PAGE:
Germany Occupies the Sudetenland
The Sudetenland: made up of western Czechoslovakia (mostly inhabited by ethnic Germans) as well as parts of Moravia and countries associated with Bohemia. Because of the many ethnic Germans living in this area, Hitler wanted it annexed as well. And so, during the Munich Agreement (to be discussed later), Chamberlain all but handed it over – with, of course, the never-intended-to-be-kept-agreement that this would appease Hitler. This is largely why Chamberlain (and his biggest supporters) is now almost synonymous with appeasement.
Ultimately, this act just emboldened Hitler to continue his annexation – or invasion – of other countries.
Prior to the Munich Agreement, in March of 1938, Hitler had met with Konrad Helein, head of the Sudeten-German party. Initially, Helein had promised to compromise with Hitler, allowing his citizens free reign “to pursue membership in Germany’s Nazi Party” (Source). This was known as the Carlsbad Decrees. However, Hitler already knew this would never go over well with the Czech government. These demands would seem too unreasonable. So, he appealed to Britain and France instead. The German citizens in Czechoslovakia were being unfairly oppressed. And only he could right this wrong. By incorporating the Sudetenland into Germany.
Prime Minister Chamberlain and other Western Powers were in strong agreement that they wanted to avoid another war. So, Chamberlain pressured Czechoslovakia President, Evard Benes, to give in. Benes resisted and, instead, in May 1938, “ordered mobilization of his nation’s military in response to reported German troop movements. Europe was on a path to war” (Source).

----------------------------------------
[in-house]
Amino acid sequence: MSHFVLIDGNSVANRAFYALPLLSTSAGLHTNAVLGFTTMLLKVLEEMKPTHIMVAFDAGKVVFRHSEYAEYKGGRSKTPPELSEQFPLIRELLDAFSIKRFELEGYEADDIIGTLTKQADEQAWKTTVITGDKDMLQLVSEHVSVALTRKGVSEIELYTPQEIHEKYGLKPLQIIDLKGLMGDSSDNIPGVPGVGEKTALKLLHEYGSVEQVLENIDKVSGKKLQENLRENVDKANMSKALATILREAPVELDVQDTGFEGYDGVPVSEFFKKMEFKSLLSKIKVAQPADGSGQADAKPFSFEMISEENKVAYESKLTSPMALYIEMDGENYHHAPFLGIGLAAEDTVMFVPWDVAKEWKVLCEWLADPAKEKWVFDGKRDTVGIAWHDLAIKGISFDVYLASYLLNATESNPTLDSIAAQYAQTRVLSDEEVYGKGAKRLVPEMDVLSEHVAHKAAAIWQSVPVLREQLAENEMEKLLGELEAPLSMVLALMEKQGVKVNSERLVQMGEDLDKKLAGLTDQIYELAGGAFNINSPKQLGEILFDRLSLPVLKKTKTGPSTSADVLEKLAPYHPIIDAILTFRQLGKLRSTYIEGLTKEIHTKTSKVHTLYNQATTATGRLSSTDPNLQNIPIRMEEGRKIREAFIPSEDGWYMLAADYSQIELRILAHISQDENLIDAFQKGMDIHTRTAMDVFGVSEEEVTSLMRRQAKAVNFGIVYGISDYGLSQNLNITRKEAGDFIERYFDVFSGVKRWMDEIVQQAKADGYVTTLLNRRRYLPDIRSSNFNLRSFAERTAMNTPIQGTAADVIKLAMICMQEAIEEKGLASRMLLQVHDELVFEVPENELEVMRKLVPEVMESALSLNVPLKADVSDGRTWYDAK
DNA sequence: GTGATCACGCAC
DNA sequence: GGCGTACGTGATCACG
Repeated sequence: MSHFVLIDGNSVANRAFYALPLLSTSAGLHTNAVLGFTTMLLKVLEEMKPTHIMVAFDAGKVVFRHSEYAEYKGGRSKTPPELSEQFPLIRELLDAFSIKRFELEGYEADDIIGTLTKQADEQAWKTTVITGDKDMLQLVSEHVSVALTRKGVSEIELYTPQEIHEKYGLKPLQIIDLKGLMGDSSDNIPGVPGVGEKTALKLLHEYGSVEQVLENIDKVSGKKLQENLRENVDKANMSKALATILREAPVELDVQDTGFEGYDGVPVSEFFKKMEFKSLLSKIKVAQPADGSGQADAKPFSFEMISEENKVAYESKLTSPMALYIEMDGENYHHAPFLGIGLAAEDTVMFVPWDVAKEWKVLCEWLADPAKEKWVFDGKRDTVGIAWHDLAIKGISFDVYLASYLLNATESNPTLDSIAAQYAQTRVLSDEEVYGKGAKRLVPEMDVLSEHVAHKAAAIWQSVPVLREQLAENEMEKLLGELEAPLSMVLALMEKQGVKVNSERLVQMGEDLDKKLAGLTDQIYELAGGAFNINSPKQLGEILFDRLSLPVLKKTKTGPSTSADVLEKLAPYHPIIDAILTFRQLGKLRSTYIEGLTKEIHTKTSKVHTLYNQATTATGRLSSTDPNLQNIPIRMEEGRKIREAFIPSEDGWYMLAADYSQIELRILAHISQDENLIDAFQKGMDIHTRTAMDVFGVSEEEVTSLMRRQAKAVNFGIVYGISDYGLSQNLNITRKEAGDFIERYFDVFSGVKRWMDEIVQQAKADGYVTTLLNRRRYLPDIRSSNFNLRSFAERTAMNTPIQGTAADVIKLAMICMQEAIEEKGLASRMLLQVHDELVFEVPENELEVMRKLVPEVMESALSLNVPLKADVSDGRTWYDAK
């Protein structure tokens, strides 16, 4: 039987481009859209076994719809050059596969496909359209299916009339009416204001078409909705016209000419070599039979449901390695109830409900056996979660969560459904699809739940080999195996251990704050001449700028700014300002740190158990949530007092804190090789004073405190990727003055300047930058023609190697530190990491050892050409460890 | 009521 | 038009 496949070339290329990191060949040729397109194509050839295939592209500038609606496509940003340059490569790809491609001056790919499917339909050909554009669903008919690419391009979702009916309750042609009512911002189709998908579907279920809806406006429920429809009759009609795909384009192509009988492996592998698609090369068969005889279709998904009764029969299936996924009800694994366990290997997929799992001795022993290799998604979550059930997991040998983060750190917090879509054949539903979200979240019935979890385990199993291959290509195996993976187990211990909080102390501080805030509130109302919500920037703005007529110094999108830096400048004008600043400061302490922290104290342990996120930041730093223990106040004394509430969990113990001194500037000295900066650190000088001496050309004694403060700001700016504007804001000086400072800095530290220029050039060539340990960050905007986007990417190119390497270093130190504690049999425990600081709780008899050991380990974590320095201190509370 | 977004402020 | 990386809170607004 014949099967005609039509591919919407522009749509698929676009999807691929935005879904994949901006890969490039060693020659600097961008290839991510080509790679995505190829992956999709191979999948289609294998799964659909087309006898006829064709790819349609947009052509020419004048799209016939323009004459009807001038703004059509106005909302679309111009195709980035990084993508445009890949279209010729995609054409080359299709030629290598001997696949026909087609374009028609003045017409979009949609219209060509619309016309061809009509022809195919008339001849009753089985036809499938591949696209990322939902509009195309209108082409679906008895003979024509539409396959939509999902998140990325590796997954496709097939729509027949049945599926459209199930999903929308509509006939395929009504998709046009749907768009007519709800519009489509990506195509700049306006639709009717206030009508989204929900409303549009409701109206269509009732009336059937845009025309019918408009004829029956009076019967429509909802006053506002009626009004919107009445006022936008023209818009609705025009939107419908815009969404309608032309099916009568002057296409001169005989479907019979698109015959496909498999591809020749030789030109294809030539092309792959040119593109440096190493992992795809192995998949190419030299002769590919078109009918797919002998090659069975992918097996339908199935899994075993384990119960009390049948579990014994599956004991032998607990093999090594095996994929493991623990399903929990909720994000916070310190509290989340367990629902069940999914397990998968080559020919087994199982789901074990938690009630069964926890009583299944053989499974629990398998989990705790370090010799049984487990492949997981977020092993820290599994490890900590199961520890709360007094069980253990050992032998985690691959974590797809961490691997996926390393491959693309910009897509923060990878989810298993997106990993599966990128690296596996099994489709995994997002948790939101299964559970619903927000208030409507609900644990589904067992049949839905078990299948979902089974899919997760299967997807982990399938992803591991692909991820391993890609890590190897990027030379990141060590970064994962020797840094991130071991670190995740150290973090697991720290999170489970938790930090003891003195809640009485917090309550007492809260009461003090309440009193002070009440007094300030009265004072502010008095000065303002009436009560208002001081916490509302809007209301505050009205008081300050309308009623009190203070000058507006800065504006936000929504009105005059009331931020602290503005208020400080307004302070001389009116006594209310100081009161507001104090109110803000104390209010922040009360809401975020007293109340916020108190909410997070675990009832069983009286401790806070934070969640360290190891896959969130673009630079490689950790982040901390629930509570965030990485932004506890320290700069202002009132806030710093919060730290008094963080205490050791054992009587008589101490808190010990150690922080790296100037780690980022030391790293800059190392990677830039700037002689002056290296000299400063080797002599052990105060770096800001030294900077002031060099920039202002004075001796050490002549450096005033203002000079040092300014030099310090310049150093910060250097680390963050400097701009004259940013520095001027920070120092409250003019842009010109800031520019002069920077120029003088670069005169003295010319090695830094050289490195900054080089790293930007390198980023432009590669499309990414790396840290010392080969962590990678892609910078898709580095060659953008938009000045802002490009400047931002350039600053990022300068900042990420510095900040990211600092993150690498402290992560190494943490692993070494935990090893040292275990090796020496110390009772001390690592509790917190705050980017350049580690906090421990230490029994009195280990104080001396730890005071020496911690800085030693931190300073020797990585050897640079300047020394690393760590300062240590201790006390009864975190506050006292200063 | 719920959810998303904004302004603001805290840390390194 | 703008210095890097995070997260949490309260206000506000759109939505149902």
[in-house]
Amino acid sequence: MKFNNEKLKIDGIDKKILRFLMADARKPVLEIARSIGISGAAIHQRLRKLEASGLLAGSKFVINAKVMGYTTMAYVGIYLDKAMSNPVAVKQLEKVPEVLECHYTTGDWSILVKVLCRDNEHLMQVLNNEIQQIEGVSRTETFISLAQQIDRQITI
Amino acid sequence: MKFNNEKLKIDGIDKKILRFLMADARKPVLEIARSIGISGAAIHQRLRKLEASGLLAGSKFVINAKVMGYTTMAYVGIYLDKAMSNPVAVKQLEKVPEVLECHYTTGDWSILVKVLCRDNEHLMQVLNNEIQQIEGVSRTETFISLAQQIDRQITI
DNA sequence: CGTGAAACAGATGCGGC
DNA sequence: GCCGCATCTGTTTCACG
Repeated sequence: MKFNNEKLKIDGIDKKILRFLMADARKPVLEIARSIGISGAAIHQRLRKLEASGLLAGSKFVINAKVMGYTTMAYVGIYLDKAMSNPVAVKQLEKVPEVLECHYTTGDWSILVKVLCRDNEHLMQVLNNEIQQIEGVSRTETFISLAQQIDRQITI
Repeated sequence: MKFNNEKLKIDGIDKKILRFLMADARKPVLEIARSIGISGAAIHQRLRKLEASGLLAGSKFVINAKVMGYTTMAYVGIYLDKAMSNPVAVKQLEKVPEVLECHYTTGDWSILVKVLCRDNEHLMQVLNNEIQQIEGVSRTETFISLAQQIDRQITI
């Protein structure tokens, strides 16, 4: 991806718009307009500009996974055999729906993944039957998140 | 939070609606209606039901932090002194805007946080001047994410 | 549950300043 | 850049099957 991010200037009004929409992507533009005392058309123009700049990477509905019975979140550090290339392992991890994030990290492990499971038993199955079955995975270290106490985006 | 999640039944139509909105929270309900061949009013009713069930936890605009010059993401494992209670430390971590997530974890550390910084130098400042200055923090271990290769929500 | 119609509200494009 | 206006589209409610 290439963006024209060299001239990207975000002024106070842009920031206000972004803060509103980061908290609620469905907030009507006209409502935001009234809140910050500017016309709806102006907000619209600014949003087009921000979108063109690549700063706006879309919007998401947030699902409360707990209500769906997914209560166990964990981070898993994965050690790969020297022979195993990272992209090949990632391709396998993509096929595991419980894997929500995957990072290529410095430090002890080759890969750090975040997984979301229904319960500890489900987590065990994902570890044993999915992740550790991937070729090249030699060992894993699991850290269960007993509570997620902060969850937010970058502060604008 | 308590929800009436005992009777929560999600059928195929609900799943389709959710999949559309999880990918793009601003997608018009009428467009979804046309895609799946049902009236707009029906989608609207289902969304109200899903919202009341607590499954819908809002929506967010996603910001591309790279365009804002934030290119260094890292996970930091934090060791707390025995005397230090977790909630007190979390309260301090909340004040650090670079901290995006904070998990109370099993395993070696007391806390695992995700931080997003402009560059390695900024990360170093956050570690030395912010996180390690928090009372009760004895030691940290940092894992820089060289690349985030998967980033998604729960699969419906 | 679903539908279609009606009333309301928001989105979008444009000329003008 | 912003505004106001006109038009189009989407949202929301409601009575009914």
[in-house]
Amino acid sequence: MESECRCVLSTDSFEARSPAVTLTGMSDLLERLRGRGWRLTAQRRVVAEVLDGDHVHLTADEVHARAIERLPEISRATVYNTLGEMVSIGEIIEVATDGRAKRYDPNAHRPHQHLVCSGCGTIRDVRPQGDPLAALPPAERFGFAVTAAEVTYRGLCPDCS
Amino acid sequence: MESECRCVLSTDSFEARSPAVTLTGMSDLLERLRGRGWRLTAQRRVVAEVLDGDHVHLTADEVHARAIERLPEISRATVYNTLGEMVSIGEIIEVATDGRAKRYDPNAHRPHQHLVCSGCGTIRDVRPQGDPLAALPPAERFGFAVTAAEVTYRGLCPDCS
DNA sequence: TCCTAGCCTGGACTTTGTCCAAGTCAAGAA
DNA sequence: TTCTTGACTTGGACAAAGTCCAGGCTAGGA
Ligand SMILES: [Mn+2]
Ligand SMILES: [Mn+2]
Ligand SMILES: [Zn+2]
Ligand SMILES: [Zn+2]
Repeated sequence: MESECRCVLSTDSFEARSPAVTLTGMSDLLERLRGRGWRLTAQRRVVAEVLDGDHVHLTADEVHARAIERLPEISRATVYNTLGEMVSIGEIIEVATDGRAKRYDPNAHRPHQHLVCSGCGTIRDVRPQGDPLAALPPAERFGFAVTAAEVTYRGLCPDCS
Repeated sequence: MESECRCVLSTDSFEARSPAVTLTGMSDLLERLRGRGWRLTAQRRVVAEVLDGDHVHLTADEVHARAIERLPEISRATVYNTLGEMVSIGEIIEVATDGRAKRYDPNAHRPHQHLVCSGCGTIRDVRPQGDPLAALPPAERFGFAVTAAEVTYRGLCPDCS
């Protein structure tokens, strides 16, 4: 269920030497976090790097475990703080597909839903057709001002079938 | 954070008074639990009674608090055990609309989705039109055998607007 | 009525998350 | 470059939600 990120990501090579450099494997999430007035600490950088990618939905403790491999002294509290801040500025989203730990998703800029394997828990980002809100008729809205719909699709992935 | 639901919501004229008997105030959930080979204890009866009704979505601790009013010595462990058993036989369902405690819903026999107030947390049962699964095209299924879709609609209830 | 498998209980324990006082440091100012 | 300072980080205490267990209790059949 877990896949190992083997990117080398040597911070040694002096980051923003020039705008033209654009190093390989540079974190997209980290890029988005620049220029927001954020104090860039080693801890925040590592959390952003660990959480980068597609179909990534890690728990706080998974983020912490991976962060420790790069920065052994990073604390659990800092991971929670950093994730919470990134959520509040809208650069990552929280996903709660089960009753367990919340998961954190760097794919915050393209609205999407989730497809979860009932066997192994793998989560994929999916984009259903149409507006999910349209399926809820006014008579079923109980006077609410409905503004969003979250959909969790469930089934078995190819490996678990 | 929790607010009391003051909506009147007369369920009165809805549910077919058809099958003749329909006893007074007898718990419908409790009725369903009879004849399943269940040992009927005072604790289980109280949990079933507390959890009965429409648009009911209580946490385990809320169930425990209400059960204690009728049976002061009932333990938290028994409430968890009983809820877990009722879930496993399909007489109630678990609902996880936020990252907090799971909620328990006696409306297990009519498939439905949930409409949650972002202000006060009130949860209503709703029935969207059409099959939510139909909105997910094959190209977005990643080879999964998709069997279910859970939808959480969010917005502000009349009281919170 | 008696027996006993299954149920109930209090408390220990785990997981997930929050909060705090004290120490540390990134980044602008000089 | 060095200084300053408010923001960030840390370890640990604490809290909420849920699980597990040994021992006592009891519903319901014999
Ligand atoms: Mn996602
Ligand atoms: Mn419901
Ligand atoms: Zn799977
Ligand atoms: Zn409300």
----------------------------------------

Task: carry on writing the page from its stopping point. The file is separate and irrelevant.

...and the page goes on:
[Below: Germans enter the Sudetenland]
PM Chamberlain now attempted to pressure President Benes to mediate the situation. Needing to stay on good terms with the Western Powers, President Benes reluctantly agreed. He soon put forth the Fourth Plan, essentially giving Nazi Germany everything it asked for. This did little to help the situation.
Violence still erupted across the Sudetenland via protesting Germans. This, unfortunately, only reinforced Hitler’s theory of the oppression of “his” people in the Sudetenland. Czech troops responding to the violence only made this worse.
On September 15, Hitler and Chamberlain met. Hitler made his demands clear: Sudetenland or war.
Chamberlain gave him Sudetenland.
But, the Czech government resisted this agreement, so Chamberlain offered them his own ultimatum: Give up the area or lose any future assistance from western Europe” (Source).
Czechoslovakia still refused to budge. Their army was well-equipped with modern conveniences. They were ready to go to war. But only with Britain and France as their allies. “A stalemate ensued” (Source).
And so, on September 29, Hitler met with Britain, France, and his alley, Italy. Again, Czechoslovakia was left out. This meeting resulted in the Munich Agreement. Czechoslovakia had no choice but to agree.
[Below: Germans greeted by ethnic Germans in the Sudetenland.]